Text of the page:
Artist's impression of an Othalo community, imagined by architect Julien De Smedt. Othalo<p>Othalo's process involves shredding plastic waste and mixing it with other elements, including non-flammable materials. Components are used to build up to four floors, with a home of 60 square metres using eight tons of recycled plastic. A factory with one production line can produce 2,800 housing units annually.</p><p>Following successful laboratory tests, Othalo's factory in Estonia has started producing components to build three demonstration homes for Kenya's capital, Nairobi; Yaoundé, the capital of Cameroon and Dakar, the capital of Senegal.</p><p>Othalo founder Frank Cato Lahti has been developing and testing the technology since 2016 in partnership with <a href="https://www.sintef.no/en/" target="_blank">SINTEF</a>, a 70-year-old independent research organization in Trondheim, Norway, and experts at Norway's <a href="https://en.uit.no/startsida" target="_blank" rel="noopener noreferrer">University of Tromsø</a>.</p>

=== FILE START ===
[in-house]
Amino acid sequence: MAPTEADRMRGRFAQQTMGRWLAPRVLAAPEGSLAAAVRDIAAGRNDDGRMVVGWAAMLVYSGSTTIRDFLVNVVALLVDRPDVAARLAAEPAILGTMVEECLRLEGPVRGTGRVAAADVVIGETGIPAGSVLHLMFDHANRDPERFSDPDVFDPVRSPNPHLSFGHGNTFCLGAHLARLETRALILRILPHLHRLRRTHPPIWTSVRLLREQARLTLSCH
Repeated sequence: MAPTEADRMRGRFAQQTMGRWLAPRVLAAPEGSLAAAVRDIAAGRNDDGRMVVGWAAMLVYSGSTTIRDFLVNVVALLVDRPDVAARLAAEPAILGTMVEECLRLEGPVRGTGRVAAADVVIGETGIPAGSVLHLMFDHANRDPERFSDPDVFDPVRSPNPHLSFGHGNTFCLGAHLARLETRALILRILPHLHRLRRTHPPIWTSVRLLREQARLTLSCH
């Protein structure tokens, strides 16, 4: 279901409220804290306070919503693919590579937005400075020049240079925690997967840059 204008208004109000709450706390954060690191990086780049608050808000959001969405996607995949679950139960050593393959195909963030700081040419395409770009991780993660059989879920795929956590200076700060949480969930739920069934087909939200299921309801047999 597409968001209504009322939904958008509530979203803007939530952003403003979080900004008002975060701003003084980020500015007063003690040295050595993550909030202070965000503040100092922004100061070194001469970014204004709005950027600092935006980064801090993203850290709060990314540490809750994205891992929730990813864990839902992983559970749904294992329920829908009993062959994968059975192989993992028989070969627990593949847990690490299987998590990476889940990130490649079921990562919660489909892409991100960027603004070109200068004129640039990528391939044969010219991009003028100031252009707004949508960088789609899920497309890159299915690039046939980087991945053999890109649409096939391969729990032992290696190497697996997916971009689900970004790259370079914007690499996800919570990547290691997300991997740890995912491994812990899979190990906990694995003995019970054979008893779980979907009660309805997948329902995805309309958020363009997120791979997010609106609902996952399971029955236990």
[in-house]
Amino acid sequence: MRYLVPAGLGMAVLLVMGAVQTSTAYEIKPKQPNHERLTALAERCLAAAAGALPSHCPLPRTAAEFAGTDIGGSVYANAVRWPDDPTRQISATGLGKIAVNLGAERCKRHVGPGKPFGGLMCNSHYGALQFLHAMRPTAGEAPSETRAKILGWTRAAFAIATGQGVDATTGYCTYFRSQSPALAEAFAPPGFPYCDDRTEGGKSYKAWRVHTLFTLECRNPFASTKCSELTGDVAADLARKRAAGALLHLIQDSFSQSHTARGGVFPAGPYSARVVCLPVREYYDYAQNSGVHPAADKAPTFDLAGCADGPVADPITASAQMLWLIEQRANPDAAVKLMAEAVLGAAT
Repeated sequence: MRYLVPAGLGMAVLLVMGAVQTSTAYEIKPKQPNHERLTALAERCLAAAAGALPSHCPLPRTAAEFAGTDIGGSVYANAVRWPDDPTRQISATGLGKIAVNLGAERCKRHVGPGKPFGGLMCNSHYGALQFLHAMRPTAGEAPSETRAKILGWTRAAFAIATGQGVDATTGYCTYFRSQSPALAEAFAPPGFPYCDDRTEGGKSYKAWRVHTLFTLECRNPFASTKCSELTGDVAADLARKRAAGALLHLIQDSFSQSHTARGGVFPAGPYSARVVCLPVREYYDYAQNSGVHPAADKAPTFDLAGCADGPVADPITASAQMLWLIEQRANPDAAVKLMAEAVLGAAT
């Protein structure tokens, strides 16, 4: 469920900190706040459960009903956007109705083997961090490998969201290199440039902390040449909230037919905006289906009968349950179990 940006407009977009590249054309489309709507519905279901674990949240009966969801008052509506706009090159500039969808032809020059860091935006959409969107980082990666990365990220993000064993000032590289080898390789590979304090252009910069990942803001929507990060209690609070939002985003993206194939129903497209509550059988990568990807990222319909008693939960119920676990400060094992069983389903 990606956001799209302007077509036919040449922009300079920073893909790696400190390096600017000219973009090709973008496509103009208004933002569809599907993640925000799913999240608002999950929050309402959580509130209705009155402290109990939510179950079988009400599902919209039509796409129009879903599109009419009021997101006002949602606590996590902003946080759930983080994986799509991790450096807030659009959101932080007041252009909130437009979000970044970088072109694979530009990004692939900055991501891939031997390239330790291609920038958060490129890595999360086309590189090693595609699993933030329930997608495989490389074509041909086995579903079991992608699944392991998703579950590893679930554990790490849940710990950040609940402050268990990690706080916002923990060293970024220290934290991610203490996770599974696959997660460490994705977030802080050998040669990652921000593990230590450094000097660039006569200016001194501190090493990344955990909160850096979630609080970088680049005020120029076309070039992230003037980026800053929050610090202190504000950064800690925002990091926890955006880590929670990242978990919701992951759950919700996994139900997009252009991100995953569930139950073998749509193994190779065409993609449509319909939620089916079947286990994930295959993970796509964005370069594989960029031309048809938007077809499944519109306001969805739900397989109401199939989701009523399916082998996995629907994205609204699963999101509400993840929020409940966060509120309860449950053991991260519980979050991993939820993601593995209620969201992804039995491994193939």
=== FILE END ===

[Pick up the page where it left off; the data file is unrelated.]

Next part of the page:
Othalo founder Frank Cato Lahti. Othalo<p>Almost <a href="https://www.un.org/development/desa/publications/2018-revision-of-world-urbanization-prospects.html" target="_blank">seven out of every 10 people in the world are expected to live in urban areas by 2050</a>. More than 90% of this growth will take place in Africa, Asia, Latin America, and the Caribbean.</p><p>"In the absence of effective urban planning, the consequences of this rapid urbanization will be dramatic," UN-Habitat warns.</p><p>Lack of proper housing and growth of slums, inadequate and outdated infrastructure, escalating poverty and unemployment, and pollution and health issues, are just some of the effects.</p><p>Mindsets, policies, and approaches towards urbanization need to change for the growth of cities and urban areas to be turned into opportunities that will leave nobody behind, UN-Habitat says.</p>